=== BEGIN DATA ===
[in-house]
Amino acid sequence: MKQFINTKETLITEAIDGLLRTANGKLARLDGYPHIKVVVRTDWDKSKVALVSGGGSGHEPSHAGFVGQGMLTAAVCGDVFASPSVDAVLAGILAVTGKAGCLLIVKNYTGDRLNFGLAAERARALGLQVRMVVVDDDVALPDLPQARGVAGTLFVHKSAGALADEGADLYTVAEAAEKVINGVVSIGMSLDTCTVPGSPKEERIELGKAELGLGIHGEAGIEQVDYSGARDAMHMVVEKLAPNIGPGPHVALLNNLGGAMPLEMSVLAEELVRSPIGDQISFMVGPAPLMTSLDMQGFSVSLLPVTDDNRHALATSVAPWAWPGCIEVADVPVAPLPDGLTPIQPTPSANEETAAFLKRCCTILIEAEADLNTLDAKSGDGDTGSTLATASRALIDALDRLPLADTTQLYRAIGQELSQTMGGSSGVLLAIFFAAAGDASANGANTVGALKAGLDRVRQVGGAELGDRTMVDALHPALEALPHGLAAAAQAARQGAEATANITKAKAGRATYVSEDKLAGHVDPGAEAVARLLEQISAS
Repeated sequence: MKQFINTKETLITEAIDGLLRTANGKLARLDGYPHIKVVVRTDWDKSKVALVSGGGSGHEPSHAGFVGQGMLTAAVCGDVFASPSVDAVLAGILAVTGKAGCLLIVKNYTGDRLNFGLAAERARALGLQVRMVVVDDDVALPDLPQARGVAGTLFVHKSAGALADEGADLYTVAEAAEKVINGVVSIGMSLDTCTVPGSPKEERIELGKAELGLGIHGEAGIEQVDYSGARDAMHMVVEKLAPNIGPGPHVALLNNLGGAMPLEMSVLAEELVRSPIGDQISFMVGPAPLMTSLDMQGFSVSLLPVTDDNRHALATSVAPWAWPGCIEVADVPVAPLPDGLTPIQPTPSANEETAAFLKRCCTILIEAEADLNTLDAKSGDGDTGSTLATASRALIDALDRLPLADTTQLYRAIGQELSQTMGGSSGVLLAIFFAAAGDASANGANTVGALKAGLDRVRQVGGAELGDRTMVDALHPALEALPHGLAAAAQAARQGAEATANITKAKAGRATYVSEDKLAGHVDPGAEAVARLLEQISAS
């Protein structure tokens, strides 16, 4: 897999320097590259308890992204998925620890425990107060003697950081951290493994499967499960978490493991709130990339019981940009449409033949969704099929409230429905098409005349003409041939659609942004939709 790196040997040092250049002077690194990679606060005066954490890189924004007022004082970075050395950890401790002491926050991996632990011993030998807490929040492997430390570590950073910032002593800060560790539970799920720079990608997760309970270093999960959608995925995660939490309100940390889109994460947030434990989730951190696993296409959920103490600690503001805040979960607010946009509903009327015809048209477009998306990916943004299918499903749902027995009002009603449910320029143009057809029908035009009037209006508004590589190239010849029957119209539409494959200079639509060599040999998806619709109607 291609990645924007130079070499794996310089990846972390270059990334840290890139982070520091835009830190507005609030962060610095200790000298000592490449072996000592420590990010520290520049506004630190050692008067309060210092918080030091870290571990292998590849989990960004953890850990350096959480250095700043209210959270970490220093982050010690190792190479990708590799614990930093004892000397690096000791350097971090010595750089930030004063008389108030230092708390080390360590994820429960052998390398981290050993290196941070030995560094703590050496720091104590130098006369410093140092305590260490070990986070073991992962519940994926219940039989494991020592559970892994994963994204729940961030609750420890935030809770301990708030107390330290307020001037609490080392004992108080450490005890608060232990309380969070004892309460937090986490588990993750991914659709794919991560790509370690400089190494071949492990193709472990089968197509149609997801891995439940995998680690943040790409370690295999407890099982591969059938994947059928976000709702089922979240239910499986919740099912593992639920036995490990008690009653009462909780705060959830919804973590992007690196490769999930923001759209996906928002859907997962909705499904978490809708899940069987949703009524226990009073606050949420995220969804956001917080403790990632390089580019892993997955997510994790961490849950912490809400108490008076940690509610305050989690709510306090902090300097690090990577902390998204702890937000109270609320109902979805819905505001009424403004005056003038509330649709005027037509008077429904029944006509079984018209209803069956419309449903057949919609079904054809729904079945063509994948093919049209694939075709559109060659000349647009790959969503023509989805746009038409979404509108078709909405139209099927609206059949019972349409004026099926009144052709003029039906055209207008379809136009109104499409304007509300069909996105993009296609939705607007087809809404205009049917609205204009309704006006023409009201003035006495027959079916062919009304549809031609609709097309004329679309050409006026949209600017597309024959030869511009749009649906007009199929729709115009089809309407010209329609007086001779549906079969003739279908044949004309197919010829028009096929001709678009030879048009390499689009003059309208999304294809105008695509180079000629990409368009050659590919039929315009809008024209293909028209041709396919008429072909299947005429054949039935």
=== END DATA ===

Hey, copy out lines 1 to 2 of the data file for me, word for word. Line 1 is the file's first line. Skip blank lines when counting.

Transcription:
[in-house]
Amino acid sequence: MKQFINTKETLITEAIDGLLRTANGKLARLDGYPHIKVVVRTDWDKSKVALVSGGGSGHEPSHAGFVGQGMLTAAVCGDVFASPSVDAVLAGILAVTGKAGCLLIVKNYTGDRLNFGLAAERARALGLQVRMVVVDDDVALPDLPQARGVAGTLFVHKSAGALADEGADLYTVAEAAEKVINGVVSIGMSLDTCTVPGSPKEERIELGKAELGLGIHGEAGIEQVDYSGARDAMHMVVEKLAPNIGPGPHVALLNNLGGAMPLEMSVLAEELVRSPIGDQISFMVGPAPLMTSLDMQGFSVSLLPVTDDNRHALATSVAPWAWPGCIEVADVPVAPLPDGLTPIQPTPSANEETAAFLKRCCTILIEAEADLNTLDAKSGDGDTGSTLATASRALIDALDRLPLADTTQLYRAIGQELSQTMGGSSGVLLAIFFAAAGDASANGANTVGALKAGLDRVRQVGGAELGDRTMVDALHPALEALPHGLAAAAQAARQGAEATANITKAKAGRATYVSEDKLAGHVDPGAEAVARLLEQISAS